And in fact, the weekend prior to the Super Bowl, business was softer than normal, said Beck.

"I am not going to blame that on the F-Line being down because we have a parking lot," she said.

At the nearby Willows Inn on 14th Street near Church, innkeeper JoJo DeRodrigo said business over the Super Bowl weekend "was kind of a toss up," as they did see a few sports fans in town for the game but also people from around northern California, likely due to the unseasonably warm weather.

"Compared to last year it was one of our busiest weekends in February," said DeRodrigo.

The one lesson the Castro merchants learned is just how important the F-Line is for many of the neighborhood businesses. And should the Super Bowl return to the region, as organizers are already predicting, Bergerac promised there would be a full-court press to ensure the historic trolleys remain running next time.

"I think we have a new appreciation for the F-Line," he said. "We knew it had an effect on business. I don't think we realized how much we really appreciated it. There are certain things that make San Francisco very unique, and I think the F-Line is a huge one."

Those Castro merchants who lost money due to the Super Bowl may be able to recoup some of their losses should a proposal from District 3 Supervisor Aaron Peskin be adopted. On Tuesday he, and District 6 Supervisor Jane Kim , introduced a supplemental appropriation that would set aside an initial $100,000 from the city's budget reserves to defray the financial losses incurred by small businesses as a result of Super Bowl 50.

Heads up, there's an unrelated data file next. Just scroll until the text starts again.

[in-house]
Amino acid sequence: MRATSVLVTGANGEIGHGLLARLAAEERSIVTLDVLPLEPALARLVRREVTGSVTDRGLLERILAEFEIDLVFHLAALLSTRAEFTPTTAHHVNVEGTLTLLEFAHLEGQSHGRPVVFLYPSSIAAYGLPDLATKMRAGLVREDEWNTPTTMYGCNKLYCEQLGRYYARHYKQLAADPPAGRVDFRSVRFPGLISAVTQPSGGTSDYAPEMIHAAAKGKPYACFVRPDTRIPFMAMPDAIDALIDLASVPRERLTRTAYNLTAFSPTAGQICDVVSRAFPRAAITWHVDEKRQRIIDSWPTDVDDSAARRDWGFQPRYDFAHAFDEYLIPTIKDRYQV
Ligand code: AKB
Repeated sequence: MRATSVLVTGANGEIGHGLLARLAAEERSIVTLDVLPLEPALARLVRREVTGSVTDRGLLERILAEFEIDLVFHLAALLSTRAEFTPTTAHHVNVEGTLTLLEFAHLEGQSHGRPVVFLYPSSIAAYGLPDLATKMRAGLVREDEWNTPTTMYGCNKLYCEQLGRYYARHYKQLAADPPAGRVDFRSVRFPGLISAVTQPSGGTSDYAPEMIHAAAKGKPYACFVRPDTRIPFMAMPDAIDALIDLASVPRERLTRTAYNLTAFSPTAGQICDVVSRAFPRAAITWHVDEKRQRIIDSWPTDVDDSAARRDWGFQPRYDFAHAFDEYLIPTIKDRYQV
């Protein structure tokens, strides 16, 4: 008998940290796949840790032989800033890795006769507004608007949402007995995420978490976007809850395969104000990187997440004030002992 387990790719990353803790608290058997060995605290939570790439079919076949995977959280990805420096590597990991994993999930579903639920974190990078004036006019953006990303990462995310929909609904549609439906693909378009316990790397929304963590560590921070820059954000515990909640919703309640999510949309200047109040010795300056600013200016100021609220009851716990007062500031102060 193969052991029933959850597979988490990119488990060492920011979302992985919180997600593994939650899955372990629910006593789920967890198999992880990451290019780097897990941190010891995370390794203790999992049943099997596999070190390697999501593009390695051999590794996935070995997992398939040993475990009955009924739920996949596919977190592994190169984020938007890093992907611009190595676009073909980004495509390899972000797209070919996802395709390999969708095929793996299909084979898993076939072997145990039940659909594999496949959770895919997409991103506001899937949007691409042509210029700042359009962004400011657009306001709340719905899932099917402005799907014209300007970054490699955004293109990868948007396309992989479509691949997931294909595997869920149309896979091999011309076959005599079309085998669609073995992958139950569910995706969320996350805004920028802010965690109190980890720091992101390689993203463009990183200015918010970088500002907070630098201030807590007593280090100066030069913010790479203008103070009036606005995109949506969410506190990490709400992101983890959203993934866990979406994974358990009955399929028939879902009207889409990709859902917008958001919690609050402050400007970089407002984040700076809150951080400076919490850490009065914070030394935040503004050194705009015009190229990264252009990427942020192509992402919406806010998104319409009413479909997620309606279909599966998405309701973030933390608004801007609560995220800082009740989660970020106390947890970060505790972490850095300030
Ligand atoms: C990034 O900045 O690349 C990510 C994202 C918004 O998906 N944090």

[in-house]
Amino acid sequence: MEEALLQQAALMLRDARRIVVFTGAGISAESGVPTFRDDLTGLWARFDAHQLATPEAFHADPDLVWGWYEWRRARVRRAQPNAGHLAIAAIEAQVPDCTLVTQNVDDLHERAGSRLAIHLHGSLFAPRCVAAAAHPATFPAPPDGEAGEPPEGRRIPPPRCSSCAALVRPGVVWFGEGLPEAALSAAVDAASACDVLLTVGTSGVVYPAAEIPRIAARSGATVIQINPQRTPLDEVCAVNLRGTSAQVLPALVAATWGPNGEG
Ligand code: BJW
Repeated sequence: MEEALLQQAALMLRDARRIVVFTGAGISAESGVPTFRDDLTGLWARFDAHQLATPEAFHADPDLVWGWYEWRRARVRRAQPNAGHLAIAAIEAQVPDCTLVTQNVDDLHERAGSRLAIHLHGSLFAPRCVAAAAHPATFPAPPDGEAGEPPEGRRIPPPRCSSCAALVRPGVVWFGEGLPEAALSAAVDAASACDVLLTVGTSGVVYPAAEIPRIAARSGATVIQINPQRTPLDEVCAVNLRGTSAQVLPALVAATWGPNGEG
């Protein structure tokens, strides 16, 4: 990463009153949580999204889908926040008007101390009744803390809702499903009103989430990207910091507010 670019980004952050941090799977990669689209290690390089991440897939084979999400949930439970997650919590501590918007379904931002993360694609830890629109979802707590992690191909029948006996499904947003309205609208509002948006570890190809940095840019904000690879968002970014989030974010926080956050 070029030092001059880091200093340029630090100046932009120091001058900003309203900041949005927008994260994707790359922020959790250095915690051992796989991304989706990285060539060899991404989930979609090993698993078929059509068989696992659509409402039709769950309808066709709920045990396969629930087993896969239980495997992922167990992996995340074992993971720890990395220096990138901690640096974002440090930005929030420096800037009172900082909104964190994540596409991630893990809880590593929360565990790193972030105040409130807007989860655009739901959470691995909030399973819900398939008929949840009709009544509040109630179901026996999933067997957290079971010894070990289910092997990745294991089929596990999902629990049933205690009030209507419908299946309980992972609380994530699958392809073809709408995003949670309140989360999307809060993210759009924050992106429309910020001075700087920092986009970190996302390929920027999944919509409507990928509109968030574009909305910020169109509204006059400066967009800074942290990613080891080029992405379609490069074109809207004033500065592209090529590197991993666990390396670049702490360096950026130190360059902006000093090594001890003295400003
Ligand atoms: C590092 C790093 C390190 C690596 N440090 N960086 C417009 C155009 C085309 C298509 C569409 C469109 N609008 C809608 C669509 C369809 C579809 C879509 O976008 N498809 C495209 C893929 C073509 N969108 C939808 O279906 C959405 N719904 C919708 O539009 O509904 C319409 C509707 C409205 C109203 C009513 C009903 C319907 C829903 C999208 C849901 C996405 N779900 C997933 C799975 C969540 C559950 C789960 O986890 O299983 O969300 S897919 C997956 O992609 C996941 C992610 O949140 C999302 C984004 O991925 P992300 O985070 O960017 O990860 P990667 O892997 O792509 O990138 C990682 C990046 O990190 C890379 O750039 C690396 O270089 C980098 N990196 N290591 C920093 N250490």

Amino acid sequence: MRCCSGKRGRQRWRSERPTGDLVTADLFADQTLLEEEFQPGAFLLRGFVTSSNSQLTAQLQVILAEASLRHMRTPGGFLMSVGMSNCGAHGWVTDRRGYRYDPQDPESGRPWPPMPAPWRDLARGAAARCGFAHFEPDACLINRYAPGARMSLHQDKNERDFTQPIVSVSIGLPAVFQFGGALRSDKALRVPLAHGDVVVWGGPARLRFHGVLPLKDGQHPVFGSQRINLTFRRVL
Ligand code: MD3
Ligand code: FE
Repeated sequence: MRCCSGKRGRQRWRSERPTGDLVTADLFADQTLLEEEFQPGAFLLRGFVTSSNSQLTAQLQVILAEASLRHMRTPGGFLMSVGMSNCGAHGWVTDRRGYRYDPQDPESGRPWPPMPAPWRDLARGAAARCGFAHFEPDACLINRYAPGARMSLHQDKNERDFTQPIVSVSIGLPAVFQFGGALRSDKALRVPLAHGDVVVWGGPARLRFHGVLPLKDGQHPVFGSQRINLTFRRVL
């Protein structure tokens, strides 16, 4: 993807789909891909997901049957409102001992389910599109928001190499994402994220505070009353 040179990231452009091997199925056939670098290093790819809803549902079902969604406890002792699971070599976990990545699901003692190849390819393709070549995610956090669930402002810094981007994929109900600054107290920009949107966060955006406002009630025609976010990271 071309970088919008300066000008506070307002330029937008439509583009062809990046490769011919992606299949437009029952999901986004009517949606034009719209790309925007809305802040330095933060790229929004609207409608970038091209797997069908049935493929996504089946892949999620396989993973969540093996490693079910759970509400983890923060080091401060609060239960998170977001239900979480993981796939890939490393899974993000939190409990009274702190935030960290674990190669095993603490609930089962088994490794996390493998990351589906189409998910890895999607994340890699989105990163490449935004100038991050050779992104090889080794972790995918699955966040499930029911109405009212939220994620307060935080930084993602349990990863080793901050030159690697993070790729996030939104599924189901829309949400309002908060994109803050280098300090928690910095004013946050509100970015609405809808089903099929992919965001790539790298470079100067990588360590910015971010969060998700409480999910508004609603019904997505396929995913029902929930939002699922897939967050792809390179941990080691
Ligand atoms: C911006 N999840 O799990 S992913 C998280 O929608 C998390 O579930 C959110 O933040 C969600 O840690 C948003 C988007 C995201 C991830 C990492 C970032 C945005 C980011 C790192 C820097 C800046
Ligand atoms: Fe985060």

Asked by the B.A.R. if Castro merchants could apply, Peskin's office said the criteria for applying for the fiscal relief would be fleshed out in the legislative process. Peskin's intent with the fund is to help small businesses, noted his office, "that can demonstratively prove their revenues were less during the three weeks in question than in previous years."

A Hail Mary Pass for the Homeless

Businesses weren't the only ones complaining. Homeless advocates railed against city leaders for spending $5 million to host the weeklong party.

The gay-owned Virgil's Sea Room in the Mission decided to turn the dispute into an advantage. It announced it would donate a portion of bar sales Sunday to the Coalition on Homelessness and was able to raise $250.

"The Super Bowl left a sour taste in a lot of San Franciscans' mouths," said bar co-owner Tom Temprano , a gay man and local party promoter. "As a business, we felt if we were doing anything around the Super Bowl we should use it to help homeless people get access to services and help get a roof over their heads."

On Tuesday gay District 8 Supervisor Scott Wiener called for any revenues generated by Super Bowl 50, such as an increase in hotel taxes, to fund solutions to house those people living in tents on city streets as well as to clean the areas impacted by tent encampments.

"A city that truly cares about its residents won't allow them to live in tents on our streets," stated Wiener, who was heavily criticized by homeless advocates for a letter he sent to various city agencies asking what they were doing to house the people in the tents and not allow them to remain on the streets. "We can take a great step forward in transitioning people off of our streets by directing the revenues from the Super Bowl to help address this problem."